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Wednesday, February 20, 2013

Money Keeps Talking

The Supreme Court has agreed to hear a case challenging the current limits on the amount of money an individual can contribute to political campaigns.  If the Court's decision in Citizens United--which effectively eliminated limits on corporate contributions--provides any hint as to how this new case will be decided, we can expect that laws limiting contributions will be severely weakened, if not eliminated outright.

I deplore the influence of money on politics, but given the logic--or "logic"--employed by the Supreme Court in previous cases, I see no hope for any other outcome.  Previous decisions have built upon the premise that money equals speech, so any restrictions on a person's ability to spend his or her own money amount to unconstitutional restrictions on one's freedom of speech.  Money, of course, does not equal speech: The fact that candidates cannot reasonably expect to communicate effectively in our current political atmosphere unless they have access to large amounts of cash suggests that money facilitates speech, but facilitation is not identity.  Money should more properly be considered an amplifier of speech: It's a microphone.  And clearly, it should be illegal for a private citizen to provide the candidate of his choice with an overabundance of microphones.

Wait, I just confused myself.

Should it be illegal for a private citizen to provide his or her favored candidate with an overabundance of microphones?  After all, microphones themselves are not illegal.  If we assume (naively, of course, but let me go with this for a moment) that donors simply want to enrich the body politic by supporting people that they (the donors) feel would best serve the public--that, in other words, they are motivated solely by a sense of public-spiritedness--why accept laws that prevent such expressions of citizenship?

Of course, we are not so naive as to believe that sizable donations are given purely out of a sense of citizenship.  Common citizens worry that one-percenters who contribute small (or not so small) fortunes to political actors expect something in return--access, at the very least, if not outright sycophancy.  And it is out of this fear that reform-minded legislators have imposed contribution limits.

Again, if money (under our current judicial regime) equals speech, then limitations on such speech almost of necessity will be struck down.  But assume for the moment that the justices step away from this false equivalency: Would it then be constitutional to impose contribution limits?

Short answer: Yes.

I can't help but think, though, that we will never solve the problem of undue influence until we approach the question from another angle.  Once the debate becomes about spending limits, the fundamental battle has already been lost.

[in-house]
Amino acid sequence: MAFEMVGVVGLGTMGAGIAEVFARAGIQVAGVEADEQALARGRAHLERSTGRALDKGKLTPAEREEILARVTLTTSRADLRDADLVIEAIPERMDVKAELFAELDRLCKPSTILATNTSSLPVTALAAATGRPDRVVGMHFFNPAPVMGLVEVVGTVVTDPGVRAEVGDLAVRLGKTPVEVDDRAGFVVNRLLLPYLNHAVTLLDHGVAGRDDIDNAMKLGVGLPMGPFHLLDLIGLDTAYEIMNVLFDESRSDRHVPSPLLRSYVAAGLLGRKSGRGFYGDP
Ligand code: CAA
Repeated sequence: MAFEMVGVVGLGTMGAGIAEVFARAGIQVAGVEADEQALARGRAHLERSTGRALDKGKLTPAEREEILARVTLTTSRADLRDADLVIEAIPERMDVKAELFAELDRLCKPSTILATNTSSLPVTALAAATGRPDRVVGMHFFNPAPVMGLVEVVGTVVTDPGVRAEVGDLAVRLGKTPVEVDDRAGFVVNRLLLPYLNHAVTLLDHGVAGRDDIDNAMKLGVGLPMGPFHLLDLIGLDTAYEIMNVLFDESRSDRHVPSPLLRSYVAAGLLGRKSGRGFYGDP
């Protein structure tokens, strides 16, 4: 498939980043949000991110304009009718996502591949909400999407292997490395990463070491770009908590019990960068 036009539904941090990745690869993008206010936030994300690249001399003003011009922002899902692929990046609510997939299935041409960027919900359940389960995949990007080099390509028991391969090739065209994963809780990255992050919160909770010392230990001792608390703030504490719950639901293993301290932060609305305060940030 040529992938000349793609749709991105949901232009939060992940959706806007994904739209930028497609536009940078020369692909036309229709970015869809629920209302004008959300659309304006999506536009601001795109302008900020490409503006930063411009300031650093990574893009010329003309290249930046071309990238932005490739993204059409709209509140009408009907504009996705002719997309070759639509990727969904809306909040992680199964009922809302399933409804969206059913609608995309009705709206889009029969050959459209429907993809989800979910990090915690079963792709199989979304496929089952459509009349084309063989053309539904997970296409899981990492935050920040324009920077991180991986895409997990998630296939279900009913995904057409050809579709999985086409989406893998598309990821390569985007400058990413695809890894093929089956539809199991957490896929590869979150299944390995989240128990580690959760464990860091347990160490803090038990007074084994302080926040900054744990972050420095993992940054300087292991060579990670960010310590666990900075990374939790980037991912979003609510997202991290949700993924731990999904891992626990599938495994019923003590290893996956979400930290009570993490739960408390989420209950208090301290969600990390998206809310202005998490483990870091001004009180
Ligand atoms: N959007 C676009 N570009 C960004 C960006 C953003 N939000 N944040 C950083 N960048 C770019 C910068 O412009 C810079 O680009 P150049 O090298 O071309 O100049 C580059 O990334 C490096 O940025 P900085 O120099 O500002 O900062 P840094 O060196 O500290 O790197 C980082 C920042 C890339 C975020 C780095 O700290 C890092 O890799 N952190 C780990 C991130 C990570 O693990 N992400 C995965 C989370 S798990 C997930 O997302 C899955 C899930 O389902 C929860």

Current law states that the maximum contribution one can make to a federal candidate in an election cycle is $2,500: I suppose the thinking is that a candidate would not be unduly influenced by a donation of $2,500 (or less).  I don't know about you, but, to me, $2,500 is a sizable chunk of change.  At any rate, what is it about $2,500 that divides respectability from corruption?  Someone who donates $2,499 is a concerned citizen, but someone who gives $2,501 is the guy in the trenchcoat demanding that Higgins take a dive in the 6th?  Arbitrariness is no hallmark of solid legislation.  Once we acknowledge that money is a corrupting influence, it seems disingenuous to haggle over an "acceptable" amount of corruption.

We need to change the discussion.  If people truly want to eliminate the corrupting influence of money on politics, there surely are ways this can be done without running afoul of constitutional rights or establishing arbitrary limits that defy common sense.  Public financing of political campaigns would be a good place to start.  A mandated amount of television airtime devoted to public affairs/political broadcasting--with strict enforcement of a "fairness doctrine"--would also help.

If individuals truly want to donate to political campaigns, they should have every right to do so--but how about just mandating that ALL donations go into one gigantic public pool to be distributed equally among all candidates (obviously, there would need to be a way to establish qualifications for receiving these funds, but that's a logistical hurdle to work out later)?  At the very least, all candidates for public office should be required to disclose the names of each and every individual contributor--and corporate donors--whether for-profit or non-profit--should similarly be required to reveal the names of all their funders, as well.

Of course, all these proposals presuppose that anyone in a position of authority truly wants to eliminate--or at least reduce--the influence of money on politics.

So, y'know, never mind.

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